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Learn more about the Post-Application Coverage Endorsement (PACE) Crop Insurance Policy for 2024



The Post-Application Coverage Endorsement (PACE) crop insurance product for the 2024 crop season for non-irrigated corn is available in select counties in Illinois, Indiana, Iowa, Kansas, Michigan, Minnesota, Nebraska, North Dakota, Ohio, South Dakota, and Wisconsin. PACE is designed for corn producers who are looking to strategically apply nitrogen. It will provide supplemental coverage when a producer plans on split-applying nitrogen but is prevented due to field conditions caused by adverse weather. It gives farmers the opportunity to use split-apply to increase efficiency, decrease nitrogen runoff, and maximize their financial investment.


PACE is available where non-irrigated corn is insurable in all counties of Iowa, Illinois, Minnesota, and Wisconsin, and in select counties of Indiana, Kansas, Michigan, Nebraska, North Dakota, Ohio, and South Dakota. RMA will expand eligibility over the next four years.


According to USDA, you must: 

  • Have an underlying insurance policy of Yield Protection, Revenue Protection, or Revenue Protection with Harvest Price Exclusion with coverage at the additional coverage level;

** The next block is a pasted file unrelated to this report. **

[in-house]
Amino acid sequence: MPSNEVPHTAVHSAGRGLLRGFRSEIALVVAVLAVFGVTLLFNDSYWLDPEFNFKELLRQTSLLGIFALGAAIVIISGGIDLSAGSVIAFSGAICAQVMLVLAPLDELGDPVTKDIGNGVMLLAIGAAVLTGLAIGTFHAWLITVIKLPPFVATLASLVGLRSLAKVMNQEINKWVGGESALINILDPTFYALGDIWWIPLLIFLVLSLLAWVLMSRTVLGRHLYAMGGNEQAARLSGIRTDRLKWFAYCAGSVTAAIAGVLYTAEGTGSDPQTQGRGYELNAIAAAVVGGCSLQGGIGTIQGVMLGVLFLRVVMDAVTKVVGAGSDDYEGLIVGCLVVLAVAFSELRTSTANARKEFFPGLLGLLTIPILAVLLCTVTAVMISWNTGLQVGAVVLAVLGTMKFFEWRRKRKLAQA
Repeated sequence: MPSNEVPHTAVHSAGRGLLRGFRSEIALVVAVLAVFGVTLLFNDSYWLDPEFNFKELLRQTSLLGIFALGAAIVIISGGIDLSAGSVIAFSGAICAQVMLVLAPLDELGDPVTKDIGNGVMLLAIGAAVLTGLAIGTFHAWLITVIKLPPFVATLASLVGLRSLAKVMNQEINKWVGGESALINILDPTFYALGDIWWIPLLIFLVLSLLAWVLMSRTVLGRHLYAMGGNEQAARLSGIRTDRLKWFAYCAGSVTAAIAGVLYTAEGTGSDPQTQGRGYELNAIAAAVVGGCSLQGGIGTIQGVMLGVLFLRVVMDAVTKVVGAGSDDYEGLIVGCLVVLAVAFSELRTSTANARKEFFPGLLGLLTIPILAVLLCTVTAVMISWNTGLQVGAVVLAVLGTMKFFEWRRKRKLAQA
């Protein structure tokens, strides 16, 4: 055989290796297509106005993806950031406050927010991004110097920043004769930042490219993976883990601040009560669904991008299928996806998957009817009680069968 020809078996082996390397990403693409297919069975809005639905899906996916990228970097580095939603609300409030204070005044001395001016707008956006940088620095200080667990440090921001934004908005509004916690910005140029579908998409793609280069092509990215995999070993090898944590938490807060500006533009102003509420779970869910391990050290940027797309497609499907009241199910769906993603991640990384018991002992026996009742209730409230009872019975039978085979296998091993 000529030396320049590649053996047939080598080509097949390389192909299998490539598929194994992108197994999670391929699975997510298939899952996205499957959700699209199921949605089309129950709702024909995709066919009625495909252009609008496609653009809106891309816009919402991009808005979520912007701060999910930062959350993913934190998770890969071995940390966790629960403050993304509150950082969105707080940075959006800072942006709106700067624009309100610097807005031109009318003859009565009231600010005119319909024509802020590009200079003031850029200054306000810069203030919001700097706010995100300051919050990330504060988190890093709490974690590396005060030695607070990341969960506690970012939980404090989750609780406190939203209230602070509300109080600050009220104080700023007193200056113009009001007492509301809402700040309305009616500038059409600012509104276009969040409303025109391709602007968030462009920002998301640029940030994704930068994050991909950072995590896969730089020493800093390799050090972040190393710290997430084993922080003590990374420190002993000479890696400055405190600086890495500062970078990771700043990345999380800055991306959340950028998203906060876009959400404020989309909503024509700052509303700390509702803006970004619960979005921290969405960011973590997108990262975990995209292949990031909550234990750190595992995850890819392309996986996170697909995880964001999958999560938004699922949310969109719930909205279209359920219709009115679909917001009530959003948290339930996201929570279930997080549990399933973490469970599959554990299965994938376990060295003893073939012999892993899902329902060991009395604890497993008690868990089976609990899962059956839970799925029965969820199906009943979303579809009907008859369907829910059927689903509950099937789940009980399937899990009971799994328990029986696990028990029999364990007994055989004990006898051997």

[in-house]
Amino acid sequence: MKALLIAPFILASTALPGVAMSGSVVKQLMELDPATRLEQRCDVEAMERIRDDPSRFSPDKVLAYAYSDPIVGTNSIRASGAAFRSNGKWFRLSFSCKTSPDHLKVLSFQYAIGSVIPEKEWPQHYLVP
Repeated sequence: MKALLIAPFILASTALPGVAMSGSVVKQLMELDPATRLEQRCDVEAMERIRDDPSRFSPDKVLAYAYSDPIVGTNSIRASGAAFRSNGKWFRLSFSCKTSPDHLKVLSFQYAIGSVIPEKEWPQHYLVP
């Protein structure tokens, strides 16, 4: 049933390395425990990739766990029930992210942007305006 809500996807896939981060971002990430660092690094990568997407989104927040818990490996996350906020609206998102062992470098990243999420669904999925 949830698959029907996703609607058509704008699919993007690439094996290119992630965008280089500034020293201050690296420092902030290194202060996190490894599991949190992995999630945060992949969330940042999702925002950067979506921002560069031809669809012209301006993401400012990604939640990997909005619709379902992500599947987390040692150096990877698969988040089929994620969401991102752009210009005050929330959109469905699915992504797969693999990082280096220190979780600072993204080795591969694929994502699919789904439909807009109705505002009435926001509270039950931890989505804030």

• Use a split-application of nitrogen practice;
  • Have documentation supporting the purchase of nitrogen for the split-application of nitrogen practice;
  • Record on the PACE acreage report:
    • The acreage on which a split application of nitrogen practice was intended; and,
    • The acreage on which the pre-application of nitrogen was actually applied.
  • Have been physically prevented from applying the post-application of nitrogen during the insurance period due to weather and field conditions to make a claim.

For more information from USDA on eligibility criteria, click here.


Please call your insurance agent to learn more about PACE and how to buy it. You may find a list of crop insurance agents at all USDA service centers and on the RMA website here: Agent Locator | RMA (

For a more technical video explanation of PACE provided by the University of Illinois farmdoc program, please click here.